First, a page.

Sometimes the liberal media's bias is subtle and nuanced, even, dare I say, clever.
This is not one of those times.
On Sirius host Lynn Samuels's eponymous program yesterday, Richard Bey, a liberal talk show host, peddled the laughable assertion that, compared to former President George W. Bush, President Barack Obama has governed as an inclusive, consensus-building chief executive.
"We embrace debate," declared Bey, referring to Democrats and liberals. "They don't. And if you want an example of that, go back and look at some of George Bush's town halls and then look at President Obama and some of the people who have approached him so closely that they're able to engage him in critical discussion, critical of his presidency, for quite a long period of time." [Audio here.]
CNN's Rick Sanchez lashed out at multiple groups left and right during an interview on satellite radio with comedian Pete Dominick. During the interview, Sanchez slammed Jon Stewart, who has regularly made fun of the anchor, as a "bigot," and stated that the media is run by Jews. But the anchor also went into detail about his hatred of Fox News and falsely claimed that he doesn't smear people himself.
Mediaite, HotAir.com, and Politico on Friday all highlighted Sanchez's anti-Stewart remarks and his questionable statements about Jews. Dominick, on his own website, gave additional details about how the CNN anchor not only targeted apparent prejudice against him from "top brass" at CNN: "Sanchez's example was an illustration that the problem of racism in the media business goes further than many expect, enveloping 'not just the Right,' but also 'elite, Northeast establishment liberals' that 'deep down, when they look at a guy like me, they see a guy automatically who belongs in the second tier, and not the top tier.'" This isn't a surprising characterization from Sanchez, who sees himself as in the "middle" or "not ideological."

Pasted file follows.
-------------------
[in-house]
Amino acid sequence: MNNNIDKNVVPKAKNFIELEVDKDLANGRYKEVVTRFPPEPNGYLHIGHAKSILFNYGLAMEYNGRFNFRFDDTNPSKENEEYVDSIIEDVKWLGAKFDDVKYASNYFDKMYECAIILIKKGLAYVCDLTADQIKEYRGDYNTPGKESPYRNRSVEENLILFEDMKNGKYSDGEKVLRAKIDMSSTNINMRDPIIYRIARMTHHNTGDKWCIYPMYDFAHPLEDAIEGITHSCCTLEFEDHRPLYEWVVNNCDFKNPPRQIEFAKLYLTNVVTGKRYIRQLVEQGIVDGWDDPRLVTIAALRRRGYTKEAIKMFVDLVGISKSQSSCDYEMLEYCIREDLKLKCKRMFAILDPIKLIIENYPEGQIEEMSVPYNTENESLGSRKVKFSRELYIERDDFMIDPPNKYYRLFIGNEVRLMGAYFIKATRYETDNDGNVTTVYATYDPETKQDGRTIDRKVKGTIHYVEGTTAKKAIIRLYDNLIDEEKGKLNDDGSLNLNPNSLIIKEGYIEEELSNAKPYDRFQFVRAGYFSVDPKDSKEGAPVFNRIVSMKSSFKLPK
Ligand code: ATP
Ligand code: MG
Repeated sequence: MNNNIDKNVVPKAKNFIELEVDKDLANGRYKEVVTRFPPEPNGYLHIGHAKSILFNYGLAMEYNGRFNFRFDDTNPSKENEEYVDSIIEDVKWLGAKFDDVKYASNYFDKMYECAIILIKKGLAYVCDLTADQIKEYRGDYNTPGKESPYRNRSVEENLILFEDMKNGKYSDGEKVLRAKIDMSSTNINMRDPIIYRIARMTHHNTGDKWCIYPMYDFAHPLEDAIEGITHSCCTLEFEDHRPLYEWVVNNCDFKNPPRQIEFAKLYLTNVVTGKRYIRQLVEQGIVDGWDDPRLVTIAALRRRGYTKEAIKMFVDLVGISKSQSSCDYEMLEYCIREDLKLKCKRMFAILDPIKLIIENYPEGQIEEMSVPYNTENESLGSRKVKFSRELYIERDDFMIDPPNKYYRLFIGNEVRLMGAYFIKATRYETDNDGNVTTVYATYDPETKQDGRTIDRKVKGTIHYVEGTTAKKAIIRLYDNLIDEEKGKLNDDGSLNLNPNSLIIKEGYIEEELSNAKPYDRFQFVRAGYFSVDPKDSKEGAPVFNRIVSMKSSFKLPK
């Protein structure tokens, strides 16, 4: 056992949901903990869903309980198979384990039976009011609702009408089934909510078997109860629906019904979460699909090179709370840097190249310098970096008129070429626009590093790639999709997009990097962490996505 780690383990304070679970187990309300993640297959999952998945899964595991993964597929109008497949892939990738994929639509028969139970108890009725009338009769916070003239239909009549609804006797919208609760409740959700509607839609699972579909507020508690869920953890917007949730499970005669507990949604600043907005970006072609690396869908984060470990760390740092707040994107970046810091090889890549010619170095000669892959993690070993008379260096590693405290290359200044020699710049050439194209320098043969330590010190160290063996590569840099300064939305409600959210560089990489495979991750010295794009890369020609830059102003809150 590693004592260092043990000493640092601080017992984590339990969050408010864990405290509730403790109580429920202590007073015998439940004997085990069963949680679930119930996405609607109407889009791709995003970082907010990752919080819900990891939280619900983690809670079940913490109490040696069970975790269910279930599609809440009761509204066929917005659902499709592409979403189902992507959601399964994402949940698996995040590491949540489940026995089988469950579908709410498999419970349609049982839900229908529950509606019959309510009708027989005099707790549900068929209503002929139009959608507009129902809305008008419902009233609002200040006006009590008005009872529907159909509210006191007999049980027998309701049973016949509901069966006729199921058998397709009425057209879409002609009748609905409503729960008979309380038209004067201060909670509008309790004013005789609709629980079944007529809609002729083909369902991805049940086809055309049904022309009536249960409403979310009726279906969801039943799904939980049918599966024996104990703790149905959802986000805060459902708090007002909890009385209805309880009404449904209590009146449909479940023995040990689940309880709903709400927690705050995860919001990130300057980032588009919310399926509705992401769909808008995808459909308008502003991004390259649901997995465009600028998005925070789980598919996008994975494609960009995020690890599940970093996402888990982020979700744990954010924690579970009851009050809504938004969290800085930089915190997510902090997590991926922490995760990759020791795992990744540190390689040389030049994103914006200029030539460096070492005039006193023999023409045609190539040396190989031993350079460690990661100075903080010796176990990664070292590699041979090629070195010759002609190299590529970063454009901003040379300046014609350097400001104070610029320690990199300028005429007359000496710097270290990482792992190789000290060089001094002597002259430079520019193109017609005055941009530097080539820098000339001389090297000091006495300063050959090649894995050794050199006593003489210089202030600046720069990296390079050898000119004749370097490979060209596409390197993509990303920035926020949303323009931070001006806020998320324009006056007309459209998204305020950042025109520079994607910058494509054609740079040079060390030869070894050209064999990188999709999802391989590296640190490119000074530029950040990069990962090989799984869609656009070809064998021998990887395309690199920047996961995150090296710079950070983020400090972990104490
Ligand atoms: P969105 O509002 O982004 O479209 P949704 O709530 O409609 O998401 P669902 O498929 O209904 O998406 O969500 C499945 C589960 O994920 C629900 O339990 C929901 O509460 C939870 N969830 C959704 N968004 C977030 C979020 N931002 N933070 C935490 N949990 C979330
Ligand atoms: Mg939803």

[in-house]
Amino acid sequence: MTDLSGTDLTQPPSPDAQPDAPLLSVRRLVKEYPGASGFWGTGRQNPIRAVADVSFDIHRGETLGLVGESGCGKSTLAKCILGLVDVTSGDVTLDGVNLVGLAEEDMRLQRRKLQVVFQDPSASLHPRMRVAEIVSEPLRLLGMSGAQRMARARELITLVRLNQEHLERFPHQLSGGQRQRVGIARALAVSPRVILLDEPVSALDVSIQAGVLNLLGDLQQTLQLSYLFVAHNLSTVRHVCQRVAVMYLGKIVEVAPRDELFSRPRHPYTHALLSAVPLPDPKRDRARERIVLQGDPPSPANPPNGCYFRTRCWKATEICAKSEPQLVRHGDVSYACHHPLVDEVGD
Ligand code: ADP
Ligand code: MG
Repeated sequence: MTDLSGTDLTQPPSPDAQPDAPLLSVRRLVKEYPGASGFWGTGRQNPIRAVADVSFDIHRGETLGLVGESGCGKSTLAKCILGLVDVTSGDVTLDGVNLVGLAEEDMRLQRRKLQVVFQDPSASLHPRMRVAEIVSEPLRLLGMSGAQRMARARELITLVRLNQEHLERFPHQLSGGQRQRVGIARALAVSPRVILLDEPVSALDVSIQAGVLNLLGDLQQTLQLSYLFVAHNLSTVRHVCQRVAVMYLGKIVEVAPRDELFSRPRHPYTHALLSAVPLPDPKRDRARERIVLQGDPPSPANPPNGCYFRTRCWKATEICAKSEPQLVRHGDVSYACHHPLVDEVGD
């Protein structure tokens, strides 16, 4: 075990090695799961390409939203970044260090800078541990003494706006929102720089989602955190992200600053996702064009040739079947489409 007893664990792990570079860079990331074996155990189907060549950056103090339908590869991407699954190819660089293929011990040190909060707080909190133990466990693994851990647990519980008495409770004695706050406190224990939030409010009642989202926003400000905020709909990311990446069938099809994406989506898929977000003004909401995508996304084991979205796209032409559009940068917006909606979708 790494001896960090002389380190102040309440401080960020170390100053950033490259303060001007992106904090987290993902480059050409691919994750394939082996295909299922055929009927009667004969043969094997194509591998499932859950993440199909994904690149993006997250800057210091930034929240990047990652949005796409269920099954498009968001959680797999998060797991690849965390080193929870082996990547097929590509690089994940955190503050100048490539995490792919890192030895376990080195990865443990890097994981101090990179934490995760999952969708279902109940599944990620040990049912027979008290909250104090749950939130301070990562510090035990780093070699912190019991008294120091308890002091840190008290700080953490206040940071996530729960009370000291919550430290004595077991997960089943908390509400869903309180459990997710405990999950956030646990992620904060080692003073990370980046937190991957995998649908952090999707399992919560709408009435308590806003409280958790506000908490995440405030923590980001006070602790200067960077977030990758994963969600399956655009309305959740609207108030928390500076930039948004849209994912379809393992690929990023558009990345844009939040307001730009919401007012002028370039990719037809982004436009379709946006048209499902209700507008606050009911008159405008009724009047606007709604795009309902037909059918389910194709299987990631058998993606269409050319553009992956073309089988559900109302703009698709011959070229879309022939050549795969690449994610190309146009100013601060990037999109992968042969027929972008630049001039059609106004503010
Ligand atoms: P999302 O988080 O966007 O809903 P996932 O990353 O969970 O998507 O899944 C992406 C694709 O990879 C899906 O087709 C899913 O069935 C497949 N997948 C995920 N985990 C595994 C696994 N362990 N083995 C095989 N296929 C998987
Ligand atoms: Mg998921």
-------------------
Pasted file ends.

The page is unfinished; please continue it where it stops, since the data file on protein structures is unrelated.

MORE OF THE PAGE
Dominick, who once worked with Stewart on The Daily Show, posted three clips from the interview on his website, and 10 minutes into the second clip, the standup comedian tried to explain his trade to the anchor, that comics don't think about people's feelings when they make fun of them, but only think about being funny. Sanchez didn't buy this, and made a claim about how he operates [audio clip available here]:
On her April 5 satellite radio show, Rosie O'Donnell took her anti-Catholicism to a new level by likening the Catholic Church to the Jonestown cult. As Brian Maloney of The Radio Equalizer put it, "in Rosie's twisted world, there's really no distinction to be made between the Pope and Jim Jones, murderous cult leader responsible for the deaths of more than 900 people in the Guyanese jungle."
O'Donnell certainly has a past of Catholic/Christian bashing. On the April 19, 2007 edition of ABC's The View, she expressed her concern that having five Catholic Supreme Court justice somehow violated the separation of church and state (Barbara Walters actually defended these justices in response). Later in 2007, the Catholic League placed an ad in the New York Times complaining about O'Donnell and her then-colleague Joy Behar's anti-Catholic remarks on the ABC daytime program.